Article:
What’s the first thing you should do when you commit to living a more sane and energy-efficient life? “Inventory your possessions” and figure out what you can live with and what you can’t live without. That was the painful advice home designer and artist Michael Pease gave to empty-nesters Alan Dickman and Sue Burden-Dickman, who downsized from a large conventional house to an efficient new 1,300-square-foot living space in June.
The Dickman home at 2812 Spring Blvd. is one of a dozen inspiring places that will be open to the public for one day only during the fourth annual BRING Home and Garden Tour from 10 am to 4 pm Sunday, Sept. 16. Tickets, available at any of the sites, are $10 each or $18 for two or $100 for groups up to 15.
“We told Mike [Pease] we wanted both the view and to live in the garden,” says Alan Dickman, who is director of Environmental Studies at the UO Department of Biology. “He went to great lengths to bring us slowly into the house with entryways and multiple decks out in back that sent us down into the landscape.”
As green as the Dickmans tried to be, the home is still mostly new construction requiring tons of new materials. “The house is green but still resource intensive,” says Dickman, “so we feel like we have a responsibility to make it last a long time.” The contractor was James McDonald of Ecobuilding Collaborative.
The theme of the tour this year is “The Art of Sustainable Living” and “the tour is really an essential part of our educational program,” says BRING Executive Director Julie Daniel. “BRING is at heart a social change organization. We’re about changing people’s behavior. Our mission is to help people understand how the stuff we use shapes the planet we share.”
Just talking about changing behavior doesn’t quite do the job, she says. Instead, she likes to “give real-world examples of what other people are doing, and be able to see first-hand what it looks like on the ground to live sustainably.”
These tours are popular, she says, because “we are all inherently nosy; we all want to see what our neighbors are doing.” And in the process, she says, we can become inspired to create something interesting and valuable in our own homes and gardens.
Greenhouses, edible gardens, backyard poultry, roof gardens, small houses, a super tiny house and secondary dwelling units (SDUs) are also featured in the tour. One SDU, built by Solar Assist contractor Scott Crawford in collaboration with architect Will Dixon, is at 2510A 14th Ave. and is a “balance of function, form, sustainability, budget and sunlight.” The 644-square-foot house has hydronic radiant heat and “stack” ventilation.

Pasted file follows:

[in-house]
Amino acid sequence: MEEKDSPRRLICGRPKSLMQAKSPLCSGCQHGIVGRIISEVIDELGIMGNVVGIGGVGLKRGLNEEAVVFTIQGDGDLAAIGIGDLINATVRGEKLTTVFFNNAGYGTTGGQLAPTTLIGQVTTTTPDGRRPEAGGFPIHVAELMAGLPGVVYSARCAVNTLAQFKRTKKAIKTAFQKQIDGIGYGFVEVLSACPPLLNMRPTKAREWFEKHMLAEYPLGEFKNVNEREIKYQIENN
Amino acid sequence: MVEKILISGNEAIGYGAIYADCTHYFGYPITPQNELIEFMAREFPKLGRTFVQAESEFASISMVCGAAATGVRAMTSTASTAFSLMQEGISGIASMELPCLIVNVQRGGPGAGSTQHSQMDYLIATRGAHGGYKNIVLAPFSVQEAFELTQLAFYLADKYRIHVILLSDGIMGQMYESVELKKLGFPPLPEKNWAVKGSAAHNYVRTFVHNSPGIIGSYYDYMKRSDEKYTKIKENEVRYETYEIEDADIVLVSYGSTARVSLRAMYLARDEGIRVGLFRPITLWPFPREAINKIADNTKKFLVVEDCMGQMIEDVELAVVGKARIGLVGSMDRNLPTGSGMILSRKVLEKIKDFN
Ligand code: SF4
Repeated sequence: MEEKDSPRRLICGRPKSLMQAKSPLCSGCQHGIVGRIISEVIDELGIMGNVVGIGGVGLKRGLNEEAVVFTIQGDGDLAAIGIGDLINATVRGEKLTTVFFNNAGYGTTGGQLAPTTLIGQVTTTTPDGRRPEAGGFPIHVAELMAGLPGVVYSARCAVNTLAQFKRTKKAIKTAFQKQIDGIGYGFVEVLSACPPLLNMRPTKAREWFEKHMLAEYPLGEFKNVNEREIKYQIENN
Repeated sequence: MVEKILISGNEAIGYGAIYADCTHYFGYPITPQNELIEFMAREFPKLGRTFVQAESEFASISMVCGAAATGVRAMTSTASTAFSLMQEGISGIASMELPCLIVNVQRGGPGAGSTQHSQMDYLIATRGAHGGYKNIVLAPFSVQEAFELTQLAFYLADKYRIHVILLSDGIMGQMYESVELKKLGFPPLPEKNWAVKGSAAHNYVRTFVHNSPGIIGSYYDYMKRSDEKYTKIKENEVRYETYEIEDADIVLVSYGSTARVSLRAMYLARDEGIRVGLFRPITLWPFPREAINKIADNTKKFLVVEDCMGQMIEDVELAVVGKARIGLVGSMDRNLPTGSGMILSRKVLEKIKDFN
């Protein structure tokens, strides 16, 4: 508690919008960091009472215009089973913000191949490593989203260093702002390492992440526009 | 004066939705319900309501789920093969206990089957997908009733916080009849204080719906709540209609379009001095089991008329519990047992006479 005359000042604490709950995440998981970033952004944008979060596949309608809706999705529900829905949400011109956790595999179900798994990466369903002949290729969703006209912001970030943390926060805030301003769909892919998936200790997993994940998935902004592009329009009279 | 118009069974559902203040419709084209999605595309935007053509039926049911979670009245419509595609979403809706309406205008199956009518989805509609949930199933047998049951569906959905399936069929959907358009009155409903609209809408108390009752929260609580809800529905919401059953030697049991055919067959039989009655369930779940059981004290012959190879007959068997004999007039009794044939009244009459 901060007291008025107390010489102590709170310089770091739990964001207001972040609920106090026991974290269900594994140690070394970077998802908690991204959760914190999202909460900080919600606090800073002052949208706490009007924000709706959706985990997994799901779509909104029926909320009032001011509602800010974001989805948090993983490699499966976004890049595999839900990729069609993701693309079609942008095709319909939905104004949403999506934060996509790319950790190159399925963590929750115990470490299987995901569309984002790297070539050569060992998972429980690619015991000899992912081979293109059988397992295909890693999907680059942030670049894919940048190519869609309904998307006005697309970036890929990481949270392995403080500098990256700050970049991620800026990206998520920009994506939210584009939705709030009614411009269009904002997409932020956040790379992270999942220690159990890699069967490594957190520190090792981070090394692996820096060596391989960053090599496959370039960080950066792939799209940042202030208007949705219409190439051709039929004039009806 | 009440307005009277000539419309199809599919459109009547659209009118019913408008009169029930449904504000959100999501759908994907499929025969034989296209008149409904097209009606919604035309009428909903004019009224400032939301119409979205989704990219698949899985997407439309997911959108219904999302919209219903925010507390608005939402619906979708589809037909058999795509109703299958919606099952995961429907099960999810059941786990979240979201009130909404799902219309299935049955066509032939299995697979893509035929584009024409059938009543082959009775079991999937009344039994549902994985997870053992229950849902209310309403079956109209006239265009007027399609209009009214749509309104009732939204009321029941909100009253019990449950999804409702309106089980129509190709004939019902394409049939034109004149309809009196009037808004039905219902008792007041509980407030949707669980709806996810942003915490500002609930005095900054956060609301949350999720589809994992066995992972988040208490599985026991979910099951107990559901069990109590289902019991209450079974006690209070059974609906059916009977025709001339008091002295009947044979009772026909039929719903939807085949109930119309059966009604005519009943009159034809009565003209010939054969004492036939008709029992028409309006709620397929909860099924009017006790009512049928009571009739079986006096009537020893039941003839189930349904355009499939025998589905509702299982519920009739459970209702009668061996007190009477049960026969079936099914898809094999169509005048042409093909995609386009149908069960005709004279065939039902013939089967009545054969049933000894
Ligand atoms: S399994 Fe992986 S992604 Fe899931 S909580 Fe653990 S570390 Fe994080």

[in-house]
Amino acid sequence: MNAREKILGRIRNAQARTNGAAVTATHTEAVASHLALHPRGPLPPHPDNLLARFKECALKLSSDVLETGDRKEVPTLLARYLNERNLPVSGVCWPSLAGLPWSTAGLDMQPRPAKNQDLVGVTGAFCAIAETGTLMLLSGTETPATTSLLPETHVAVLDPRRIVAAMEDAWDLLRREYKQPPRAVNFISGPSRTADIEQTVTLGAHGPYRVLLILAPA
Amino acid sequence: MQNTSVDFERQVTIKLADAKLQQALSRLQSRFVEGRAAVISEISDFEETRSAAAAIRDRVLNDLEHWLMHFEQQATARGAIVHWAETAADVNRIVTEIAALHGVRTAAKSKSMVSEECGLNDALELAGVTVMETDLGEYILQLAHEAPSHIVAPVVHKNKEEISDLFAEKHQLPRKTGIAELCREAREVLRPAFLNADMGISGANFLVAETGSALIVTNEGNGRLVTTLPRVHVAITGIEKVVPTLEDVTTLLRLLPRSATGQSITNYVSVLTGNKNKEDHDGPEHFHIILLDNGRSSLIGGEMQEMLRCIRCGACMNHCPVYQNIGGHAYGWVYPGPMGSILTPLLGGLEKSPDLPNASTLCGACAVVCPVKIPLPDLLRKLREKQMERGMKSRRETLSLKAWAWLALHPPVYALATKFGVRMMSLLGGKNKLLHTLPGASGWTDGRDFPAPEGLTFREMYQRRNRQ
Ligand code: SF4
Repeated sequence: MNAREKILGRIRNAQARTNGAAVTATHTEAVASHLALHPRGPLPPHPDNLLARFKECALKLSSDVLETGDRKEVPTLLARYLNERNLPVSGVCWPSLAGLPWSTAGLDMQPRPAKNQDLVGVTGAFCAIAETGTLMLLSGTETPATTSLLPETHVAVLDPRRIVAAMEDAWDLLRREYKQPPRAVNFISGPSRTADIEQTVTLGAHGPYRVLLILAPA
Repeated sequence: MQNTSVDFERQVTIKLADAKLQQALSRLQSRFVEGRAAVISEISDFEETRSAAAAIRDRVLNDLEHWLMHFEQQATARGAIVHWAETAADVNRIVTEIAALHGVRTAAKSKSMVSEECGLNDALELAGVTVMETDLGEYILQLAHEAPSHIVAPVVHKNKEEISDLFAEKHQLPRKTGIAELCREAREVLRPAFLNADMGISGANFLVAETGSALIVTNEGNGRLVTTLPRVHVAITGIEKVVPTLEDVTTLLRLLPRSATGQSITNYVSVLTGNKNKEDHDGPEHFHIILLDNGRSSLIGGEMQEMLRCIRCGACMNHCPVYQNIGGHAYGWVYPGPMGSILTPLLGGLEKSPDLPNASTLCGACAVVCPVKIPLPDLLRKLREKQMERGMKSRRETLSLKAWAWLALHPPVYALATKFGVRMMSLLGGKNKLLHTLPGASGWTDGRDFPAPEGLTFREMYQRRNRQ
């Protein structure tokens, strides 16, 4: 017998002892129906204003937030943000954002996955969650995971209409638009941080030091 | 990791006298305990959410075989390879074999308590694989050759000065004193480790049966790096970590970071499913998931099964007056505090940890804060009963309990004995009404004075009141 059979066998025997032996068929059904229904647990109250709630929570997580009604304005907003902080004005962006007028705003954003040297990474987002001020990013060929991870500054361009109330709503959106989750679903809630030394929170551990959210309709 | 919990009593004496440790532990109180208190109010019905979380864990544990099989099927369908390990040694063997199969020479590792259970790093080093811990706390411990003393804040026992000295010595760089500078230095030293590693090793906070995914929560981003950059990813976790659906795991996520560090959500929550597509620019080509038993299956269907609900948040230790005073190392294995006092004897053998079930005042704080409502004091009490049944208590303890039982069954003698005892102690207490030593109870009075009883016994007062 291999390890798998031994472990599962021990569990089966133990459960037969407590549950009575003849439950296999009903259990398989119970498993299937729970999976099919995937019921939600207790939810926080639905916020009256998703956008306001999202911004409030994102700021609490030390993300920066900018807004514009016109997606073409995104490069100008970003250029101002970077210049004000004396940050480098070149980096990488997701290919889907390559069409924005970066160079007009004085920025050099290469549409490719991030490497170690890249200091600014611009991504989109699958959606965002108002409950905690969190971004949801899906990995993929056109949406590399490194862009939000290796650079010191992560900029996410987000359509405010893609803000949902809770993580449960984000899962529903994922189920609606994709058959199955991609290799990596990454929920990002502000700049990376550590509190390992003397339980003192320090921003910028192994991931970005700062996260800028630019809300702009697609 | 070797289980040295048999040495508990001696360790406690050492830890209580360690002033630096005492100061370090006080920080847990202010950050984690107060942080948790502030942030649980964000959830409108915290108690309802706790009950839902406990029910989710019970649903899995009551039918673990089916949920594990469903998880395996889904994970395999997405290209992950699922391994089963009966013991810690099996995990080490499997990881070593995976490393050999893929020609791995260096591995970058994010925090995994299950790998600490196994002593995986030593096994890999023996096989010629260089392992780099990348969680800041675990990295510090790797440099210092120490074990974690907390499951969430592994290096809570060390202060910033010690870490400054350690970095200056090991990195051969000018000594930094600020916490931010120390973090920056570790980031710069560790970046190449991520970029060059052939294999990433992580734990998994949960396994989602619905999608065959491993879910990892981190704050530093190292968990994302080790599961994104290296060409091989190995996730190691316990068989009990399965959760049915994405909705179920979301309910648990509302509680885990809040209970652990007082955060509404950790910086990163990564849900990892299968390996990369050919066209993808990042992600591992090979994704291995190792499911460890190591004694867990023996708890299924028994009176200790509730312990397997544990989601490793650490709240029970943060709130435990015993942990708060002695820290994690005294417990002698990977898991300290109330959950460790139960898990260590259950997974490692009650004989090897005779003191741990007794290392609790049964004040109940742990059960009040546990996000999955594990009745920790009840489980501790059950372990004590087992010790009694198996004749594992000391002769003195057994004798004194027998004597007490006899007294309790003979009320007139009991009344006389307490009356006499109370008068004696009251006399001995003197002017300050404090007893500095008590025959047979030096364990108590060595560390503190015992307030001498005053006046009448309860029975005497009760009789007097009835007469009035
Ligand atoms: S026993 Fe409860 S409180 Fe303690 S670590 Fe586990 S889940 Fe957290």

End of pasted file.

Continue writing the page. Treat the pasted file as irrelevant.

Crawford says the building was not cheap to construct, even with “repurposed” materials, but it was “all done above board. I know people who have done it in their backyards without permits for much, much less, but I was able to do it over time and it worked out pretty well.”
Also at the Crawford house Sunday, Oakleigh Meadow Cohousing will be presenting a slide show with discussion about their community development at 10 am, noon and 2 pm.
BRING tour organizer Shirley Perez West says about 500 people showed up last year for the tour and she hopes to see even more this year. “This year it’s all about living large in small spaces,” she says, and adds, “many of the 12 sites will host builders, designers and community experts on sustainable living.” Experts will be available on composting, solar energy, propagating mushrooms, aging in place and more.
A limited number tickets of for those with low income are available through the city of Eugene at the Atrium Building across from the downtown LTD station. See bringrecycling.org for online tickets and a complete schedule.
Many of the 12 sites on the BRING tour will host builders, designers, and community experts on sustainable living.
• Representatives from Oregon Tilth will be at Site #1 throughout the day.
• Master Composters will be on hand to share information about Bokashi and other composting methods at site #1 and will hold composting workshops at site #10 throughout the day: 10:30 am and 2 pm will be sheet mulching; 11:30 am and 3 pm will beBokashi; 12:30 pm will be how to build and turn a compost pile.
• Representatives from Ecobuilding Cooperative of Oregon will be at sites #3 and #4.
• Representatives from the Green Store, Lovinger/Robertson and Studio-E Architecture will be available to answer questions and lead tours at site #3.
• Representatives from Solar Assist will be on at site #4.
• The owner/architect will discuss designing for aging in place at site #5 as well as representatives from Greenleaf Design Build.
• The owner/architect will talk about the remodel/addition at site #7.
• A “Backyard Cottages” workshop will be given at site #8 at 11 a.m. and 3 pm by Rainbow Valley Design and Construction experts Alec Daker and Steve Gab.
• The Eugene Backyard Farmer will be on hand all day at site #9 to answer questions about raising backyard animals.
• A sale of used gardening books will be at site #9.
• The Mushroomery will conduct workshops at 1 3 pm on propagating mushrooms in your garden at site #11.
• Glory Bee Foods will have samples of their products and information about their work at site #11.
• Garden designer Heiko Koester will lead guided tours of the garden at site #11.
• Representatives from Oakleigh Meadow Cohousing will be on hand to answer questions at site #12 and will give presentations at 11 am and 2 pm. — Information provided by BRING